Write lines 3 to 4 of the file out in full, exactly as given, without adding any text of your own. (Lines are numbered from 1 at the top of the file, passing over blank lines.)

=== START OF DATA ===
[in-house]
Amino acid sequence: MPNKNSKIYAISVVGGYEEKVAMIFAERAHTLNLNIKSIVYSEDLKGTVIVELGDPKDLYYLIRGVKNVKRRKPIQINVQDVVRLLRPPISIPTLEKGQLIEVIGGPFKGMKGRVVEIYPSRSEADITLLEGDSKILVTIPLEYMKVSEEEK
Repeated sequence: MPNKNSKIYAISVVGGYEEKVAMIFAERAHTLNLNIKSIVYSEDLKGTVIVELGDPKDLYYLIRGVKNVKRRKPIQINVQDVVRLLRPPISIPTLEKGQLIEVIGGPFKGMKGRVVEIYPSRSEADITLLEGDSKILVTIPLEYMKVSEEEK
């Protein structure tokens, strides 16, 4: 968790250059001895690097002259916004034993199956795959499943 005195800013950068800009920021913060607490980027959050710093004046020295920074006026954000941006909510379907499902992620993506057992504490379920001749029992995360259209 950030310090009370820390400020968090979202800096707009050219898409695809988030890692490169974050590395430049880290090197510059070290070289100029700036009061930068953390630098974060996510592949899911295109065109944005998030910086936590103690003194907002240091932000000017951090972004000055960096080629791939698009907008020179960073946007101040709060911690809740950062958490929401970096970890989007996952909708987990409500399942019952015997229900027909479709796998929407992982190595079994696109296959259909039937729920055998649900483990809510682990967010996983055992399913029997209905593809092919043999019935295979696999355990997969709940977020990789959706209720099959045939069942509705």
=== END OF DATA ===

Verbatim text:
Repeated sequence: MPNKNSKIYAISVVGGYEEKVAMIFAERAHTLNLNIKSIVYSEDLKGTVIVELGDPKDLYYLIRGVKNVKRRKPIQINVQDVVRLLRPPISIPTLEKGQLIEVIGGPFKGMKGRVVEIYPSRSEADITLLEGDSKILVTIPLEYMKVSEEEK
């Protein structure tokens, strides 16, 4: 968790250059001895690097002259916004034993199956795959499943 005195800013950068800009920021913060607490980027959050710093004046020295920074006026954000941006909510379907499902992620993506057992504490379920001749029992995360259209 950030310090009370820390400020968090979202800096707009050219898409695809988030890692490169974050590395430049880290090197510059070290070289100029700036009061930068953390630098974060996510592949899911295109065109944005998030910086936590103690003194907002240091932000000017951090972004000055960096080629791939698009907008020179960073946007101040709060911690809740950062958490929401970096970890989007996952909708987990409500399942019952015997229900027909479709796998929407992982190595079994696109296959259909039937729920055998649900483990809510682990967010996983055992399913029997209905593809092919043999019935295979696999355990997969709940977020990789959706209720099959045939069942509705």